Courts in China’s far-flung western region of Xinjiang have sentenced 113 people to jail terms ranging from 10 years to life on mostly “terrorism”-related charges, state media say.
The sentences came a week after Beijing announced that it arrested 380 people and dismantled 32 “terror cells” in a month-long crackdown on “terrorism” in Xinjiang, the home of the Muslim Uighurs.
Xinjiang’s government web portal Tianshan said the courts found the suspects guilty for crimes ranging from “organizing and leading terrorist groups” to “bigamy and drug dealing.” Four suspects were sentenced to life in prison, it said.
Dilxat Raxit, a spokesman for the overseas-based World Uyghur Congress, denounced the verdicts.
“Announcing verdicts in public places tramples on the rights of the accused and will only lead to more protest and extreme forms of resistance,” he said.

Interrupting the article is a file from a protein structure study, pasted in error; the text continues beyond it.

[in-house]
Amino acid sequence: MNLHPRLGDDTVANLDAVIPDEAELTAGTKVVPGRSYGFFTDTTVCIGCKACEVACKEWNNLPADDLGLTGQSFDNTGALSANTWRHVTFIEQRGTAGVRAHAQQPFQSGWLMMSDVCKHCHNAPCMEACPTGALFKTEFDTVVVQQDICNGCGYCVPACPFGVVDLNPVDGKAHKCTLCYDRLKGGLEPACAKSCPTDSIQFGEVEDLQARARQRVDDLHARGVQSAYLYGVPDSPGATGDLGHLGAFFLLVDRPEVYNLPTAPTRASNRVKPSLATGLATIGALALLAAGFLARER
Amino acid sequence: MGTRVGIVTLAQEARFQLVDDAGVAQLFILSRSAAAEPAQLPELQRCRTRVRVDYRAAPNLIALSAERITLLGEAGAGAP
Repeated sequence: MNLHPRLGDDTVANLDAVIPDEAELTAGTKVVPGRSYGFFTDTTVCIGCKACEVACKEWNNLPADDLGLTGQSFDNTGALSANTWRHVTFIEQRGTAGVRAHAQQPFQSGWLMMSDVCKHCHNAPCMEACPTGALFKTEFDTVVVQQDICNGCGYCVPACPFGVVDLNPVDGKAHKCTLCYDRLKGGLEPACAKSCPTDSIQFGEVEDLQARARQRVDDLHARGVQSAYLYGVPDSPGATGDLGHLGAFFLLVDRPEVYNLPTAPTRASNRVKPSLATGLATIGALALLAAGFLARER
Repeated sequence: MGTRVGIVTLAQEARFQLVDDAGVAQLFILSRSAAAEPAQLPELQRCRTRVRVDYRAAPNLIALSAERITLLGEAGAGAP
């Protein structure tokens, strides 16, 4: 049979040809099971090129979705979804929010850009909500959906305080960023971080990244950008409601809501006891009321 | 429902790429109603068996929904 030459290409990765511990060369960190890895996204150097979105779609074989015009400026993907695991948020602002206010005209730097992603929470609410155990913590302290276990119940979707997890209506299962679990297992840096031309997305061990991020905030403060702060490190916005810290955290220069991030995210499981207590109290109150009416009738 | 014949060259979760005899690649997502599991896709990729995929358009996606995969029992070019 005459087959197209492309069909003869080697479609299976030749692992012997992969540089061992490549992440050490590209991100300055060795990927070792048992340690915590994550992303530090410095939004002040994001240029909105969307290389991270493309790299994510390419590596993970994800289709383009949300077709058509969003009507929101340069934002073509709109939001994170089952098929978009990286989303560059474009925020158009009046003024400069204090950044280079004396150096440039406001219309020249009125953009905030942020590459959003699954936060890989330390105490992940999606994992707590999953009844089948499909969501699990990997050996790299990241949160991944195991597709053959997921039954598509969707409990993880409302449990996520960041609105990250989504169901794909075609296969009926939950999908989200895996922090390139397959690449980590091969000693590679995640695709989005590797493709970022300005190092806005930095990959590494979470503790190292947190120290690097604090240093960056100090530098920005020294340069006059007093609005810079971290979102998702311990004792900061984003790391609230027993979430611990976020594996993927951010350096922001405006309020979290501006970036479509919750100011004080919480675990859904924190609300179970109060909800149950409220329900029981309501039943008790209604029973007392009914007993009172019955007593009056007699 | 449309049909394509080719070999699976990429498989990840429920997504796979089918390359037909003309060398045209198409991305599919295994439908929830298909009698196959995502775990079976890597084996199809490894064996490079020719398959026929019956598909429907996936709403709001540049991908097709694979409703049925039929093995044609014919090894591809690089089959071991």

China launched a crackdown on violence after a spate of bloody incidents in the country.
Last month, gunmen killed 39 people in an attack on a market in Xinjiang’s capital, Urumqi. Police blamed Muslim groups in Xinjiang for the attack, but they denied the accusations.
Beijing has pledged that “terrorists and extremists will be hunted down and punished” as part of a year-long campaign, which also targets “gun and explosive manufacturing dens and terrorist training camps.”
Last year, around 200 people lost their lives in violence in Xinjiang.